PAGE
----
Spankings. Whoopins. Corporal punishment. All of these terms describe physical forms of discipline. But are these the only forms of acceptable or effective discipline?
This post wasn’t going to be posted for awhile, but there has been a picture floating around social media which has prompted me to fast track it.
Since adopting the NAP we have tried to move away from coercive and aggressive forms of discipline for our children. We have adopted a philosophy commonly known as “Peaceful Parenting”.
Among many Reformed folks and among many in the general public, peaceful parenting gets a pretty bad rap. Some mistake it for permissive parenting. Some insist that the Bible requires physically coercive discipline.
The recent photo of a toddler throwing a tantrum in Whole Foods while her father and grandfather stood passively over her prompted quite a bit of backlash in the conservative world. One post struck me in particular, that of Matt Walsh. I typically agree with Matt on most subjects, but this is one where I find myself in the minority among his followers.
Many of the comments on his post were along the lines of “I would never let my child do that without harsh physical consequences!” or “If my toddler acted like that I would have drug him out of that store and taken him right home!” Perhaps worst of all, they accused the father in question of raising a snot-nosed liberal who will forever throw tantrums to get everything she wants.
As a father of five I can say with conviction that if we followed either of the suggested courses above our shopping would never get done.
“Spare the rod, spoil the child” is an oft quoted verse when Reformed folks debate discipline methods. One would think Reformed people would be more meticulous, as this is in fact a misquote.
The actual verse says:
“Whoever spares the rod hates his son, but he who loves him is diligent to discipline him.” Proverbs 13:24 ESV.
No mention there of “spoiling”. The Proverb actually describes it as something worse. You aren’t “spoiling” your children if you fail to discipline them, you are hating them.
Some would say that parenting without aggression or physical coercion is parenting without discipline at all. They believe that we are hating our kids by not using a physical rod to discipline them. In the minds of many of these people every infraction (such as a grocery store meltdown) is to be met with a swift swat. Either the hand is to be used or an object like a gluestick or “something that doesn’t leave a lasting mark” (so as not to draw the attention of the Child Protective Services). Their thinking is that physical pain is the only way to reinforce instruction. They insist that discipline cannot happen without this pain.
A few years ago we went through a Sunday school class on Paul Tripp’s “Shepherding a Child’s Heart”. The process for discipline outlined in this book goes something like this: Child does something wrong, child is sat down and told what they did wrong, child is spanked, child calms down, parent and child reconcile with a hug, child learns.
The stated intent of the book was to teach parents to to train a child’s heart and not just change their behavior. While I agree with the premise that a child needs heart change more than simple behavior modification, I disagree that spanking is always necessary. In fact this book tries to make the case that spanking is the only Biblical method of discipline. Honestly I don’t believe that this method ends up being much more than behavior modification.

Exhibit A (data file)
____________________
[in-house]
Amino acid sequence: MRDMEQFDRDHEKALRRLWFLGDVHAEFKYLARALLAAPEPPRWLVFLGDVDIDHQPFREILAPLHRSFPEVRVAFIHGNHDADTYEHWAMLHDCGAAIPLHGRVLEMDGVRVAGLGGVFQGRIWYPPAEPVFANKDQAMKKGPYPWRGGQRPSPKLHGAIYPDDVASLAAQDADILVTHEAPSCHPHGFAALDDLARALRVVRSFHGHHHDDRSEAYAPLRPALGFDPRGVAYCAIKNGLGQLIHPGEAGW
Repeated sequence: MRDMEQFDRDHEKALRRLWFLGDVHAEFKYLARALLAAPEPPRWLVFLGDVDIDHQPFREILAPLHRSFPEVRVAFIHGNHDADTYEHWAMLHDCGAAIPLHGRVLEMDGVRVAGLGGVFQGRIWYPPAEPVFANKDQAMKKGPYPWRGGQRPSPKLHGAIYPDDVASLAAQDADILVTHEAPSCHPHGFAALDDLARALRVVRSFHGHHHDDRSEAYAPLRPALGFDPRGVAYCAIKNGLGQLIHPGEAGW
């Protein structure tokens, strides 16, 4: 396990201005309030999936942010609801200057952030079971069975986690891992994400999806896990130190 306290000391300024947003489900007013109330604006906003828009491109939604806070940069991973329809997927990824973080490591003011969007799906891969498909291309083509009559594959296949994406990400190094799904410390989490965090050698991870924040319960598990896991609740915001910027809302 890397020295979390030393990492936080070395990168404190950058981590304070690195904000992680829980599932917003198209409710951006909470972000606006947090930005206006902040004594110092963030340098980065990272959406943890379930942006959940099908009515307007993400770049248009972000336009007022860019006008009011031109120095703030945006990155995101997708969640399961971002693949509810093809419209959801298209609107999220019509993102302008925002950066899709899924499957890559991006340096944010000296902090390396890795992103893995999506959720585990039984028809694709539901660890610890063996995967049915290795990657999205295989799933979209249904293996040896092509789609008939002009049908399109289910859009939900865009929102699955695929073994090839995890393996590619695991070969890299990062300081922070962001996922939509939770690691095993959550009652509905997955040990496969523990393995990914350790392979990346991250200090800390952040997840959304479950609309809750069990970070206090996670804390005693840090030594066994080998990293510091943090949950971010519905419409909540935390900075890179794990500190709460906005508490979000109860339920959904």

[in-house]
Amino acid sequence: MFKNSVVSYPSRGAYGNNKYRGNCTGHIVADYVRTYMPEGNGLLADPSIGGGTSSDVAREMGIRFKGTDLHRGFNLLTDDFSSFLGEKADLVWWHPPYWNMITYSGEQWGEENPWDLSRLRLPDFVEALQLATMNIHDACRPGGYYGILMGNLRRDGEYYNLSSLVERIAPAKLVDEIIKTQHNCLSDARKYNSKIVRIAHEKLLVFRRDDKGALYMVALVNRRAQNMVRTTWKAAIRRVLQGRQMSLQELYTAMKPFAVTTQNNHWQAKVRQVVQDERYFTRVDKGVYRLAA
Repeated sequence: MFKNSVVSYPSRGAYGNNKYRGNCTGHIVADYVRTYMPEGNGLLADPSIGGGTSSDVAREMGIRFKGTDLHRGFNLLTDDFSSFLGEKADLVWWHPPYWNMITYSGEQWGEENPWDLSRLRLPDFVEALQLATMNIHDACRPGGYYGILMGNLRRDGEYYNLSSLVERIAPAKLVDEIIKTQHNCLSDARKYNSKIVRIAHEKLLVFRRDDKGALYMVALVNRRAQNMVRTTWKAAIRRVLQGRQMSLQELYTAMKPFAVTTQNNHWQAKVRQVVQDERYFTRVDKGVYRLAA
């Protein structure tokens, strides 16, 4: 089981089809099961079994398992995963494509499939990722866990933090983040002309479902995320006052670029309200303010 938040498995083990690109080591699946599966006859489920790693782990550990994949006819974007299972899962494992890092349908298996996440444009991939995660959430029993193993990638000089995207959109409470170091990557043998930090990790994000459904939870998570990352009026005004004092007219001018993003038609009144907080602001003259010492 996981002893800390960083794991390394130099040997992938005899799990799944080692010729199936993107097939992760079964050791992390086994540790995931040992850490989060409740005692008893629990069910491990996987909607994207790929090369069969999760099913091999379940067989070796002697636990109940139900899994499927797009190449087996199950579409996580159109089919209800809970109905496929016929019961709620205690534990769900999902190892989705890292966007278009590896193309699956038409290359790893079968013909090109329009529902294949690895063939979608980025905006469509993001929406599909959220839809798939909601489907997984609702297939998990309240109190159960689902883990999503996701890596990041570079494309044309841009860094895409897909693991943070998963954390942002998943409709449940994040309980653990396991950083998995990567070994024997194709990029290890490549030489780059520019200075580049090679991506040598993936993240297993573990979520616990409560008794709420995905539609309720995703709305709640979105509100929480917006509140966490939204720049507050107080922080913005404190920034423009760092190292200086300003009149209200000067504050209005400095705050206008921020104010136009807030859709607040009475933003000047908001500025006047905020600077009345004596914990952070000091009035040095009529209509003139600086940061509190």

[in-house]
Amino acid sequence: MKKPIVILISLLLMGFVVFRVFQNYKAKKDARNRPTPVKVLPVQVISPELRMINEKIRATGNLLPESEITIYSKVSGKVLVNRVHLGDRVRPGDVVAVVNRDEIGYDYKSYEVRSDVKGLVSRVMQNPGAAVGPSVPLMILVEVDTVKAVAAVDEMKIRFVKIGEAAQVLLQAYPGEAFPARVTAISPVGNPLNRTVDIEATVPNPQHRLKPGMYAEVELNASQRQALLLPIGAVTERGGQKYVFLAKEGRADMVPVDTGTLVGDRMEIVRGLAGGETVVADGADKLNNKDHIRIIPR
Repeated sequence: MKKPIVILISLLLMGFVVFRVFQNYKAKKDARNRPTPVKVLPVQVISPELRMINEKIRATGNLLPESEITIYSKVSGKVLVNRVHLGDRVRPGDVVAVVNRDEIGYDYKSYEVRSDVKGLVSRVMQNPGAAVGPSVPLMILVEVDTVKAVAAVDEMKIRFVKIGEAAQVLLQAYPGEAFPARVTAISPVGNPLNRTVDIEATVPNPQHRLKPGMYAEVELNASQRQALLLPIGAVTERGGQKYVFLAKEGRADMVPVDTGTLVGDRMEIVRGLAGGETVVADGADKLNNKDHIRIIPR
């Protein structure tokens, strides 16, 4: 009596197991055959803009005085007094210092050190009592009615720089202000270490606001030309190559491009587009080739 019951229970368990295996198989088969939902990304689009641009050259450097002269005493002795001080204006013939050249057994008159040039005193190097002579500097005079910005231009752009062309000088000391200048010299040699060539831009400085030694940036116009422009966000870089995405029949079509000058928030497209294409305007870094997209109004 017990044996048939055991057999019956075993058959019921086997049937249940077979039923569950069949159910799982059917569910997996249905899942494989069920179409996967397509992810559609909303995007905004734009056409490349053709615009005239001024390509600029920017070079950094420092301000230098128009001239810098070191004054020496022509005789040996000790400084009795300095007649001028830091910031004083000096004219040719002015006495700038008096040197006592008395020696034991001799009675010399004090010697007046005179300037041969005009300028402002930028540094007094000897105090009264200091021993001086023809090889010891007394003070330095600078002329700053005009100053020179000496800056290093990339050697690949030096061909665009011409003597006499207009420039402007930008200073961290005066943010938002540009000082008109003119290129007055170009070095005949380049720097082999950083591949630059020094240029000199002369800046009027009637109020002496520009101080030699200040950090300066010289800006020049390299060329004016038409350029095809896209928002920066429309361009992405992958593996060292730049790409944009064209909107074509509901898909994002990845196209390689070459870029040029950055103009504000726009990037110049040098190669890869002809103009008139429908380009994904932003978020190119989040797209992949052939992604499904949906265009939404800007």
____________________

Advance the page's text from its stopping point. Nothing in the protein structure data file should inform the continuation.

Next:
Physical pain as reinforcement for instruction is less a matter of heart change and more a matter of instinct. When a child (or adult) performs an action and is met with a painful consequence, it is usually natural for them to respond by ceasing that action (I say usually because often we are inclined so strongly towards sins that even physical pain won’t drive us away). It makes sense that we can change a child’s behavior with spankings or other physical punishment.
But discipline requires far more than just changing behavior. We must not only turn our kids from the wrongs and towards the rights, we must also ensure that they know why actions are right or wrong and encourage them to want to do the right. This depth of discipline cannot be accomplished by spanking alone, if at all.
So how do we ensure our kids aren’t railroading us or everyone else they come in contact with? Permissive parenting differs from peaceful parenting. Where peaceful parenting creates and enforces boundaries (just without coercion or aggression), permissive parenting allows kids to do whatever they want. This is, by definition, parenting without discipline and in fact, hating the child.
To keep our kids from becoming little hellions we establish firm boundaries and teach them to respect everyone, regardless of that person’s status or position. We teach them to live by the Golden Rule and the Non-Aggression Principle. We teach them to treat others with kindness, even in excess of how they would want to be treated. We also teach them about property rights and to respect what others own or possess.
Next time I will discuss both my wife’s philosophy on spanking and mine and talk about a few other methods of discipline which we prefer.